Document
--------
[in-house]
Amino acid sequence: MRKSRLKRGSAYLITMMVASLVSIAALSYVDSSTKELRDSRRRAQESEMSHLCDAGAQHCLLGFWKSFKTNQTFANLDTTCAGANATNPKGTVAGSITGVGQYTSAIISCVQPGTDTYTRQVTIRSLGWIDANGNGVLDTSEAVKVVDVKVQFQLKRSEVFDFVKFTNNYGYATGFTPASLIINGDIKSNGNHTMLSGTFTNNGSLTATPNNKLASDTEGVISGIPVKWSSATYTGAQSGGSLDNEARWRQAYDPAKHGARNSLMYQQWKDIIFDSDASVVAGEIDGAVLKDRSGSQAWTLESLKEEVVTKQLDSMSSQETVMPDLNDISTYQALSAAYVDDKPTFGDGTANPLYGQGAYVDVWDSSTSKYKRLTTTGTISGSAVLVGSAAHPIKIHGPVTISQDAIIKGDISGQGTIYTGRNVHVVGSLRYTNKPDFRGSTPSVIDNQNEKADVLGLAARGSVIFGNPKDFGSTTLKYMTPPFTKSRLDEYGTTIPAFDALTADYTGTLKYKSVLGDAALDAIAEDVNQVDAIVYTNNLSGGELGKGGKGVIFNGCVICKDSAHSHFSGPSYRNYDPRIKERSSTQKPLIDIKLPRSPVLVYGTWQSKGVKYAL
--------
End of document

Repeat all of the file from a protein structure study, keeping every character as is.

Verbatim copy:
[in-house]
Amino acid sequence: MRKSRLKRGSAYLITMMVASLVSIAALSYVDSSTKELRDSRRRAQESEMSHLCDAGAQHCLLGFWKSFKTNQTFANLDTTCAGANATNPKGTVAGSITGVGQYTSAIISCVQPGTDTYTRQVTIRSLGWIDANGNGVLDTSEAVKVVDVKVQFQLKRSEVFDFVKFTNNYGYATGFTPASLIINGDIKSNGNHTMLSGTFTNNGSLTATPNNKLASDTEGVISGIPVKWSSATYTGAQSGGSLDNEARWRQAYDPAKHGARNSLMYQQWKDIIFDSDASVVAGEIDGAVLKDRSGSQAWTLESLKEEVVTKQLDSMSSQETVMPDLNDISTYQALSAAYVDDKPTFGDGTANPLYGQGAYVDVWDSSTSKYKRLTTTGTISGSAVLVGSAAHPIKIHGPVTISQDAIIKGDISGQGTIYTGRNVHVVGSLRYTNKPDFRGSTPSVIDNQNEKADVLGLAARGSVIFGNPKDFGSTTLKYMTPPFTKSRLDEYGTTIPAFDALTADYTGTLKYKSVLGDAALDAIAEDVNQVDAIVYTNNLSGGELGKGGKGVIFNGCVICKDSAHSHFSGPSYRNYDPRIKERSSTQKPLIDIKLPRSPVLVYGTWQSKGVKYAL